For years ecology has neglected the human role in the discipline. When it has been considered, it has been viewed in negative terms. This book sets out to lay the groundwork for a more meaningful understanding of humankind's interaction with the biosphere. Including contributions from the social as well as natural sciences, the papers consider evidence from South America, the Mississippi Delta, the Great Basin, Thailand, and India and focus on traditional societies where lands are most at risk from the incursion of complex, state-level societies.
Human and Material Factors in Historical Ecology; Historical Ecology: Premises and Postulates; Ecological History and Historical Ecology - Diachronic Modelling Versus Historical Explanation; A Historical-Ecological Perspective on Epidemic Disease; Forged in Fire - History, Land, and Anthropogenic Fire Diachronic Ecotones and Anthropogenic Landscapes in Amazonia - Contesting the Consciousness of Conservation; Metaphor and Metaphorism - Some Thoughts on Environmental Metahistory; Regional Research and Landscape Analyses in Historical Ecology; The Rat That Ate Louisiana - Aspects of Historical Ecology in the Mississippi River Delta; Cultural, Human, and Historical Ecology in the Great Basin - 50 Years of Ideas About Ten Thousand Years of Prehistory; Ancient and Modern Hunter-Gatherers of Lowland South America - An Evolutionary Problem; Potential Versus Actual Vegetation - Human Behaviour in a Landscape Medium; Domestication as a Historical and Symbolic Process - Wild Gardens and Cultivated Forests in the Ecuadorian Amazon; Independent Yet Interdependent "Isode" - The Historical Ecology of Traditional Piaroa Settlement Pattern; Whatever Happened to the Stone Age? Steel Tools and Yanomami Historical Ecology; Missionary Activity and Indian Labor in the Upper Rio Negro of Brazil, 1680-1980: A Historical-Ecological Approach; Cultural Persistence and Environmental Change - The Otomi of the Valle del Mezquital; The Great Cow Explosion in Rajasthan; The Historical Ecology of Thailand. (Part contents).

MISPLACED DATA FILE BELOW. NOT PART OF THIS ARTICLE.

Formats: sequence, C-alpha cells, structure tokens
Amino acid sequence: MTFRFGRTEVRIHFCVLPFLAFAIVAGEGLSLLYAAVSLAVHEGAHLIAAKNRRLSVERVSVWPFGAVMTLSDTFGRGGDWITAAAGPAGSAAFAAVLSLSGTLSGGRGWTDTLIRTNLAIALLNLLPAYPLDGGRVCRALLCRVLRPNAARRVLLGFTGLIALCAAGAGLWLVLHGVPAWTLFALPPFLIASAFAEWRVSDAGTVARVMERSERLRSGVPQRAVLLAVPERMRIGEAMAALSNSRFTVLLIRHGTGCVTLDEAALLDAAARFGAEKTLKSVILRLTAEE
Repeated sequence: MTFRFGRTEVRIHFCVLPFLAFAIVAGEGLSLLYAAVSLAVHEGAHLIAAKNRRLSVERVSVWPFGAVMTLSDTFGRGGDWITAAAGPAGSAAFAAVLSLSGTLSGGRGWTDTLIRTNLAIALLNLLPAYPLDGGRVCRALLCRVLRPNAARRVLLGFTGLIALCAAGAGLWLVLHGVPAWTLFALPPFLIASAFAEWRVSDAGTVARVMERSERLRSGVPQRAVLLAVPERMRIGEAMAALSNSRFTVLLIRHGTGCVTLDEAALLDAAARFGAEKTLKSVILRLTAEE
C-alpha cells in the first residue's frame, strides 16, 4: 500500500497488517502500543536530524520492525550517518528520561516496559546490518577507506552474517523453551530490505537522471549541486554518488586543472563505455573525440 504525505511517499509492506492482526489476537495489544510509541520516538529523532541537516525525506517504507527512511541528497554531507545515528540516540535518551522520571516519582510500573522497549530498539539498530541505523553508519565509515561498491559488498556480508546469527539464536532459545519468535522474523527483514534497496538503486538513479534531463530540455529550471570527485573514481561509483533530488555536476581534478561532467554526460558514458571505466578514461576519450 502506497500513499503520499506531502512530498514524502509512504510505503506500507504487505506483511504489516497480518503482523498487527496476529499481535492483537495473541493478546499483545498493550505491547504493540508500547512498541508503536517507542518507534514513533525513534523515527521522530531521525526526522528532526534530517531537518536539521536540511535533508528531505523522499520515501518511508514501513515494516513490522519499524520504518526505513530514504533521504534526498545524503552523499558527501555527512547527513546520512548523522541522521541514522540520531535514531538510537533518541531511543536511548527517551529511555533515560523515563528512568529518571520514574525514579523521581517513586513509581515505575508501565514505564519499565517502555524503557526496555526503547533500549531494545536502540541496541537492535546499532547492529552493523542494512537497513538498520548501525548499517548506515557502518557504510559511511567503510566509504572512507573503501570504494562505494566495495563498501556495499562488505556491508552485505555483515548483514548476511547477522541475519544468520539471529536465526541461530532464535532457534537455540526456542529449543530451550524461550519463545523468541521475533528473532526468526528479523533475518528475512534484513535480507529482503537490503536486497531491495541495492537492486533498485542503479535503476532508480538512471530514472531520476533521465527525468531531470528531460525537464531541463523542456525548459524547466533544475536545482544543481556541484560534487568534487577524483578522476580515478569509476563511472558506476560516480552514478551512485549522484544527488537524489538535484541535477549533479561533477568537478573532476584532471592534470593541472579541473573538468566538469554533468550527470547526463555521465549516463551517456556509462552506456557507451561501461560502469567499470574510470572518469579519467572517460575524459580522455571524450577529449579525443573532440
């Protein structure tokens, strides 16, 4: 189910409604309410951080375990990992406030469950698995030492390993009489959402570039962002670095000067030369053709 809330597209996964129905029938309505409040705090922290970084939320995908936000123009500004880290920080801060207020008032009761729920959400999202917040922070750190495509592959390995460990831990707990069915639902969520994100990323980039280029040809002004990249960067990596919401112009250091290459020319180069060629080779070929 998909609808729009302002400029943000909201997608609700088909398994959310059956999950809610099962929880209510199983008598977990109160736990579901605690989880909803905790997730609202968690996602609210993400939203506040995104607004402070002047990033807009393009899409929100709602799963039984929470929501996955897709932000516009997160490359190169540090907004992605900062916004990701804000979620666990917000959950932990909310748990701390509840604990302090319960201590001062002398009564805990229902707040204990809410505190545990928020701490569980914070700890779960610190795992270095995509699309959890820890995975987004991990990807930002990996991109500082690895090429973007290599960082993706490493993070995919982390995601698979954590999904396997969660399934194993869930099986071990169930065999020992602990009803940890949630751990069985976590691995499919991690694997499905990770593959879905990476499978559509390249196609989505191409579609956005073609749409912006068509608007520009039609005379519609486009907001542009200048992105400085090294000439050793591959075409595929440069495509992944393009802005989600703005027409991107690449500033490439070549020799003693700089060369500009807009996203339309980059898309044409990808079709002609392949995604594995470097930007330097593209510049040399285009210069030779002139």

William L. Balee is professor of anthropology at Tulane University and author of Footprints of the Forest: Ka'apor Ethnobotany - The Historical Ecology of Plant Utilization by an Amazon People (Columbia).
This is an important and impressive collection. - Stephen Nugent, Antiquity "I found this book quite fascinating; it will appeal to advanced undergraduates and the research communities of geography, ecology, anthropology, and history." - Journal of Ecology